Bob Schieffer’s weekly commentaries are usually the voice of reason – here, no exception:

Finally, today, well, it has taken a while, but we have finally done it. We have created a Congress incapable of doing what it was supposed to do… It is as if Detroit made a car with a fine radio and piercing headlights and comfortable, beautiful seats, but a car that couldn’t do what it was created to do and that is move forward. Here is how it happened. The cottage industry that has grown up around Congress, the consultants, the commercial makers, the pollsters, has made the cost of running for office prohibitive, so those who do run must spend nearly all of their day calling people and begging for money. It takes an overwhelming ambition to be in office to be willing to do that, most people want no part of such a life. So, the talent pool of candidates has shrunk to not bad people but not always the same kind of people who used to run for office. Even worse, in order to raise the vast sums needed, a candidate must sign off with so many special interest groups before getting to Washington that once here their positions are already set in stone. They can’t compromise on anything. So we have what we have, a legislative body unable to reach agreement on anything. The founders forged both the Declaration of Independence and the Constitution through ingenious compromises, ingenious compromises and courage. Today, compromise is no longer seen as a virtue, but as selling out and political courage, well, it’s given way to schemes to raise the money needed for the next election. So we keep asking, is the system broken, the short answer is, yes. The larger question, can it be repaired? Not without a large injection of political courage. Right now, I don’t see very much of that.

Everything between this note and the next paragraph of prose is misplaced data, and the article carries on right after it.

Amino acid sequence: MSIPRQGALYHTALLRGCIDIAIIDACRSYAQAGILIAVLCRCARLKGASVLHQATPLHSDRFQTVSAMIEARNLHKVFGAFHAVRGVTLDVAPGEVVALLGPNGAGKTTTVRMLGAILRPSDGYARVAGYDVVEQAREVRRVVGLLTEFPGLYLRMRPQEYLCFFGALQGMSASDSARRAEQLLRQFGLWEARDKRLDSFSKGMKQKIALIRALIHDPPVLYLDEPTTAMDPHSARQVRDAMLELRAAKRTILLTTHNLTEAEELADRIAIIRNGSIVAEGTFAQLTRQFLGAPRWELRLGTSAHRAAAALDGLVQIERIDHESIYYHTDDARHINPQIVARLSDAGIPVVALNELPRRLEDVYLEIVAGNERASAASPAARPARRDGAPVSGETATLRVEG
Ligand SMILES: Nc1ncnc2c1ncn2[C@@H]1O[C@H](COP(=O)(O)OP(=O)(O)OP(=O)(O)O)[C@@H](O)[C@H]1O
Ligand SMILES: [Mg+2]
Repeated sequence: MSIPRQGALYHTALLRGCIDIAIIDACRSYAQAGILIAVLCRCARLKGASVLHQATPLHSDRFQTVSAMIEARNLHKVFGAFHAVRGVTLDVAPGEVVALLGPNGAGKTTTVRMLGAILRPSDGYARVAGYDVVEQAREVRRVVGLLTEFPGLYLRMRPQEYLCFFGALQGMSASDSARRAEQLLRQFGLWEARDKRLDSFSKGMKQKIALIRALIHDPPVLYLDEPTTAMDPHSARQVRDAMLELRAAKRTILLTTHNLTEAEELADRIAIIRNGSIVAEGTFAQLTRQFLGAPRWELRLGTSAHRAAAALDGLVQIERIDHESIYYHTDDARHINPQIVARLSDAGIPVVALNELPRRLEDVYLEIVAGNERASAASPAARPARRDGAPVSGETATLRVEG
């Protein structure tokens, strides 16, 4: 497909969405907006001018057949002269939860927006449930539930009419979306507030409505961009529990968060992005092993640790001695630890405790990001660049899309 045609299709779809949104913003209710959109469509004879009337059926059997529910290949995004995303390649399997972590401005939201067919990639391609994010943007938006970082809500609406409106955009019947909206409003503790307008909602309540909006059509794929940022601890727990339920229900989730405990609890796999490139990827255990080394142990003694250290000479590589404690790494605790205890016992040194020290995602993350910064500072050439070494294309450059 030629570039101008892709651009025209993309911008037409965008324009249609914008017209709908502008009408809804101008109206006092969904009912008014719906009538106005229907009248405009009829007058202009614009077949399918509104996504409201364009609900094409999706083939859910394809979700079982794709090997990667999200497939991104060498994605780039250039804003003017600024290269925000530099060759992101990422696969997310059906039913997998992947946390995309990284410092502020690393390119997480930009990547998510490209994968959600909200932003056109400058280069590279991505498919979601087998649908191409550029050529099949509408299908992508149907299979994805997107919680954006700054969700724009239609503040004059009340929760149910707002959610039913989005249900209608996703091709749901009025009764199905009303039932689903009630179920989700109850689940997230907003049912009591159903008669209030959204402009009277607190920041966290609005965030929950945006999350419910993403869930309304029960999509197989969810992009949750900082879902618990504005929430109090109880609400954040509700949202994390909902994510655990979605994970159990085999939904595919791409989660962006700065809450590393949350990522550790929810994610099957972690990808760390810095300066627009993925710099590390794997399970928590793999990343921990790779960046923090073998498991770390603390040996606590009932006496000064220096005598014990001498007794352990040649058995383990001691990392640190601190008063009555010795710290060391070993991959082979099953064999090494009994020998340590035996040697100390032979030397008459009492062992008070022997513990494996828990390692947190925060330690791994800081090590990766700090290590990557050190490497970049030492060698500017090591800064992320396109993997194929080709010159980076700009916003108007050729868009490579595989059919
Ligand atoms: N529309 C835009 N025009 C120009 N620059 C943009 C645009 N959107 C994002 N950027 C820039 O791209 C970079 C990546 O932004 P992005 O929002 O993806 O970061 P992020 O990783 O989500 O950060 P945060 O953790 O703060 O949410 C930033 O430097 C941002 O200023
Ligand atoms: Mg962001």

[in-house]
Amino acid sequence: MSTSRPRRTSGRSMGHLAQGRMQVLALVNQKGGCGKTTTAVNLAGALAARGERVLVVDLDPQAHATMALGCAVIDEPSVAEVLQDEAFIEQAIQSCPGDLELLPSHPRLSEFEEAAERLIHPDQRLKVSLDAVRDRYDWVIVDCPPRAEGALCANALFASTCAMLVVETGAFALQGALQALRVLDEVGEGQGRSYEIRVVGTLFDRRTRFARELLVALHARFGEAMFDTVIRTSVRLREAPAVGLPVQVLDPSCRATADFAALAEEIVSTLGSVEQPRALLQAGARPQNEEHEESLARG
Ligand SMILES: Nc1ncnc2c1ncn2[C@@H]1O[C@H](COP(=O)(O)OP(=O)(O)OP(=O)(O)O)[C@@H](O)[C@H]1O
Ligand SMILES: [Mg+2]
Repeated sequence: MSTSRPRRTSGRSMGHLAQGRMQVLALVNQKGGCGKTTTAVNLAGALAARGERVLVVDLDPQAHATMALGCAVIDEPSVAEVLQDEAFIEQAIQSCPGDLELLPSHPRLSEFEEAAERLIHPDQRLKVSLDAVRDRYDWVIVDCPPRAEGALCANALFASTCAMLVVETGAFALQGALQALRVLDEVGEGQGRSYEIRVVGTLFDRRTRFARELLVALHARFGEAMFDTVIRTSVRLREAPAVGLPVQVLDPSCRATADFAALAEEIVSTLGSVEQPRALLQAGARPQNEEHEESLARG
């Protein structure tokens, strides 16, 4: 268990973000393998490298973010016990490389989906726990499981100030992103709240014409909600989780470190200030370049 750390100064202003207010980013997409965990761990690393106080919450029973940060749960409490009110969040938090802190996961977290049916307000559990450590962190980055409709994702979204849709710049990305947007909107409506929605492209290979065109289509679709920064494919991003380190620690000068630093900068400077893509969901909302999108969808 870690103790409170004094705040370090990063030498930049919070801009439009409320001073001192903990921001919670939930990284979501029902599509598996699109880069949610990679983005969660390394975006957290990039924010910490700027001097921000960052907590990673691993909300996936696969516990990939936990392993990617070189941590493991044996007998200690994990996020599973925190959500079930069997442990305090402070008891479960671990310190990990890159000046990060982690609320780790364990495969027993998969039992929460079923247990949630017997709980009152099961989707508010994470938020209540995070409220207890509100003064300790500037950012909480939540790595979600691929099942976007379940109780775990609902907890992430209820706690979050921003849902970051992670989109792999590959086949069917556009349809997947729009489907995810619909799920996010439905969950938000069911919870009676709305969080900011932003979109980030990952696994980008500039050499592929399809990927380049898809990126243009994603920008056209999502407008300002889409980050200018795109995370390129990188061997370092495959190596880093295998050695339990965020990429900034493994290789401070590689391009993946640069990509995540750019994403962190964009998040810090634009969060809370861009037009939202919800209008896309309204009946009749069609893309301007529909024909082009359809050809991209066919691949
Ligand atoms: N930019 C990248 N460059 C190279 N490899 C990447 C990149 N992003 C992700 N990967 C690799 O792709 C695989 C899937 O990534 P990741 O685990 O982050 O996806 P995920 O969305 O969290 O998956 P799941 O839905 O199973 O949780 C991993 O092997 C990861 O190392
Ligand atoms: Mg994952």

Photo credit: Center for Strategic & International Studies